Does the matchmaker use SR averages only, or are there unspoken variables?

No. MMR is a single number per player.

“So we are looking at their MMR, and skill rating is very closely attached to MMR. MMR means matchmaking rating. It is a hidden number.” – Jeff Kaplan

"A second factor we take into account is ping. " – Jeff Kaplan

There is nothing particularly weird about streaks. You’d see similar behavior if you were just flipping coins.

Win probability changes slowly with rank because there are so many random factors in each individual match. Unfortunately, it follows from this that frequent and long streaks will occur, and a player’s rank will oscillate widely. Essentially, a player will tend to bounce between the range of where he is nearly guaranteed to win and where he is nearly guaranteed to lose. The range varies from player to player, but +/- 250 SR/MMR is common and +/- 500 is possible. This problem can be analyzed in depth, mathematically (

See How Competitive Skill Rating Works (Season 15) for more detail.

i am not sure about the ping thing to be honest i have had people who had a ping difference of 60 or 70 to mine. i think it is not a variable or at least its not highly prioritized in the search system

Unless they do MMR different than any other game in existence, its not. Notice how he didn’t say anywhere in there that it was a “single” number, funny how a quote taken out of context can support a confirmation bias right?

Jeff did however continue on in the next sentence to say “It looks weird and mathematical” which would suggest that it is not as simple as “a single number per player”. :thinking:

Sure, but how hard can you flip a coin? Can you slam heads or slam tails? The point is the quality of the games of these streaks we’re describing. They’re never close.

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That’s just the nature of a game like Overwatch, something as small as 1 person not performing as good as they can lead to a stomp in most situations if said person does not fix their mistakes during the match. A game that relies heavily on teamwork will always have these kind of games when played with random people online, the only way to get around this is to play in online tournaments like Open Division or setup some custom games.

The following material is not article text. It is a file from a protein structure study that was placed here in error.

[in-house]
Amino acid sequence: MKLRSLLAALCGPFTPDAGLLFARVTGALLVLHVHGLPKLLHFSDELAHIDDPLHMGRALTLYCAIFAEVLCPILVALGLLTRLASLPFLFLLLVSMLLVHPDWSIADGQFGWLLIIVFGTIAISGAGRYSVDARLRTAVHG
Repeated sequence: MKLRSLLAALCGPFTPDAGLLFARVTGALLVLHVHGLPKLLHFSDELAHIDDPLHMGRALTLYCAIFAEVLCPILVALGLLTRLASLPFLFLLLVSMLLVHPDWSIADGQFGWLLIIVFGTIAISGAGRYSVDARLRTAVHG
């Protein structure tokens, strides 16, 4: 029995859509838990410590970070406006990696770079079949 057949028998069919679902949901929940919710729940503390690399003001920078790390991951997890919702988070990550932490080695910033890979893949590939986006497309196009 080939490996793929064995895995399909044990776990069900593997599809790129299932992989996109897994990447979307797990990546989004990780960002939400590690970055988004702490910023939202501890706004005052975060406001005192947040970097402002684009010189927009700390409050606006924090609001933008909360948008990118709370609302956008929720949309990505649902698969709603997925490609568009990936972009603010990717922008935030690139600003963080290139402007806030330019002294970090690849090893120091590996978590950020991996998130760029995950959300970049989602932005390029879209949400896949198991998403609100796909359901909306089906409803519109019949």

To talk about quality instead of result, check out

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Weird and mathematical presumably means that it is a floating point number.

You say that I have confirmation bias, but your confirmation bias is to the point where you cannot understand the plain meaning of the text.

But here is another quote for you: “Anyway, this leads me to matchmaking rating…All the system does when it comes to matching on skill is attempt to match you with people of a similar number.” – Jeff Kaplan

But if you want all the quotes, see How Competitive Skill Rating Works (Season 15), references section.

To add to this, Stylosa mentioned internal conversations with Blizzard employees that had MMR as a “horrendously long number”

Nothing concrete to say if it’s a floating point value or an integer, but the point is, it’s not meant to be human-interpreted.

The system is probably a bit more complex than just trying to average out SR’s.

That said, there isn’t a variable that says “this person has been winning a lot, let’s screw them over”. The matchmaker has no control over leavers, throwers, smurfs, or idiots. It can not predict human behavior or interactions, all it can do is place players with similar stats together.

No matter what you think, the game is not rigged against you and specifically you.

Yup, that’s my entire point. MMR being directly shown to the player would confuse 90% of the players and lead to more outrage as to why it changes the way it does. SR only exists to define the in game ranks. They should honestly just get rid of SR and only show the ranks, plenty of other competitive games do this to great success and none of them have these crazy “forced loss-streaks” theories popping up in their forums.

I prefer to call them observations. heh.

I so wish they did this.